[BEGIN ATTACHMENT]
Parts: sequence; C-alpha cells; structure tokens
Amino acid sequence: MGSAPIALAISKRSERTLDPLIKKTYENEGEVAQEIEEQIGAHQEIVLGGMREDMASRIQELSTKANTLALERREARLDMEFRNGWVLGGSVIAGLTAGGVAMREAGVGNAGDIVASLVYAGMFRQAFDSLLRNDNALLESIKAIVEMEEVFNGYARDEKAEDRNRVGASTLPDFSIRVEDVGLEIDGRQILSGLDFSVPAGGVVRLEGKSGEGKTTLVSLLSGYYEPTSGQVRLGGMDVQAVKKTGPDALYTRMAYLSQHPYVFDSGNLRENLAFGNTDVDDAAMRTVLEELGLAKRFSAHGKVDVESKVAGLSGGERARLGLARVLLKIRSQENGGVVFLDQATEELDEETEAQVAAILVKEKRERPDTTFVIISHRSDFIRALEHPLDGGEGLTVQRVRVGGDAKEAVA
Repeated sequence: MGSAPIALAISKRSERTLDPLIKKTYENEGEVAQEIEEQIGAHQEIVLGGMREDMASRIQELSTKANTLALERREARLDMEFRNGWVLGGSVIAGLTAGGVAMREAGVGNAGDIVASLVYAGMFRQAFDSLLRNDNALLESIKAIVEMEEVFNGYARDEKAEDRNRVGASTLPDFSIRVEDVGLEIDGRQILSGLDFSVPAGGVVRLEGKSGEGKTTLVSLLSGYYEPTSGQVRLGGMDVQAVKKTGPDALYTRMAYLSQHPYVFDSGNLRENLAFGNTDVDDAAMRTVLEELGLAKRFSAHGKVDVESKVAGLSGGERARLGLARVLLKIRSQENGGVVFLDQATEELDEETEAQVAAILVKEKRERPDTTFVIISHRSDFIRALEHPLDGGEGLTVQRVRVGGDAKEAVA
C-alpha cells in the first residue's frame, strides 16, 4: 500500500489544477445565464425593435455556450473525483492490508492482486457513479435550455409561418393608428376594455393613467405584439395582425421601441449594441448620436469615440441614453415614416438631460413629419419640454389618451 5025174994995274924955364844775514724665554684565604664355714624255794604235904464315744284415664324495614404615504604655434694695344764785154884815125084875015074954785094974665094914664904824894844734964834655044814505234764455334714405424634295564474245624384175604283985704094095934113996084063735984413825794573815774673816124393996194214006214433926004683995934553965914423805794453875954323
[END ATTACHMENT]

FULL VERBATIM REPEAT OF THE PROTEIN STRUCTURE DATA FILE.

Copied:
Parts: sequence; C-alpha cells; structure tokens
Amino acid sequence: MGSAPIALAISKRSERTLDPLIKKTYENEGEVAQEIEEQIGAHQEIVLGGMREDMASRIQELSTKANTLALERREARLDMEFRNGWVLGGSVIAGLTAGGVAMREAGVGNAGDIVASLVYAGMFRQAFDSLLRNDNALLESIKAIVEMEEVFNGYARDEKAEDRNRVGASTLPDFSIRVEDVGLEIDGRQILSGLDFSVPAGGVVRLEGKSGEGKTTLVSLLSGYYEPTSGQVRLGGMDVQAVKKTGPDALYTRMAYLSQHPYVFDSGNLRENLAFGNTDVDDAAMRTVLEELGLAKRFSAHGKVDVESKVAGLSGGERARLGLARVLLKIRSQENGGVVFLDQATEELDEETEAQVAAILVKEKRERPDTTFVIISHRSDFIRALEHPLDGGEGLTVQRVRVGGDAKEAVA
Repeated sequence: MGSAPIALAISKRSERTLDPLIKKTYENEGEVAQEIEEQIGAHQEIVLGGMREDMASRIQELSTKANTLALERREARLDMEFRNGWVLGGSVIAGLTAGGVAMREAGVGNAGDIVASLVYAGMFRQAFDSLLRNDNALLESIKAIVEMEEVFNGYARDEKAEDRNRVGASTLPDFSIRVEDVGLEIDGRQILSGLDFSVPAGGVVRLEGKSGEGKTTLVSLLSGYYEPTSGQVRLGGMDVQAVKKTGPDALYTRMAYLSQHPYVFDSGNLRENLAFGNTDVDDAAMRTVLEELGLAKRFSAHGKVDVESKVAGLSGGERARLGLARVLLKIRSQENGGVVFLDQATEELDEETEAQVAAILVKEKRERPDTTFVIISHRSDFIRALEHPLDGGEGLTVQRVRVGGDAKEAVA
C-alpha cells in the first residue's frame, strides 16, 4: 500500500489544477445565464425593435455556450473525483492490508492482486457513479435550455409561418393608428376594455393613467405584439395582425421601441449594441448620436469615440441614453415614416438631460413629419419640454389618451 5025174994995274924955364844775514724665554684565604664355714624255794604235904464315744284415664324495614404615504604655434694695344764785154884815125084875015074954785094974665094914664904824894844734964834655044814505234764455334714405424634295564474245624384175604283985704094095934113996084063735984413825794573815774673816124393996194214006214433926004683995934553965914423805794453875954323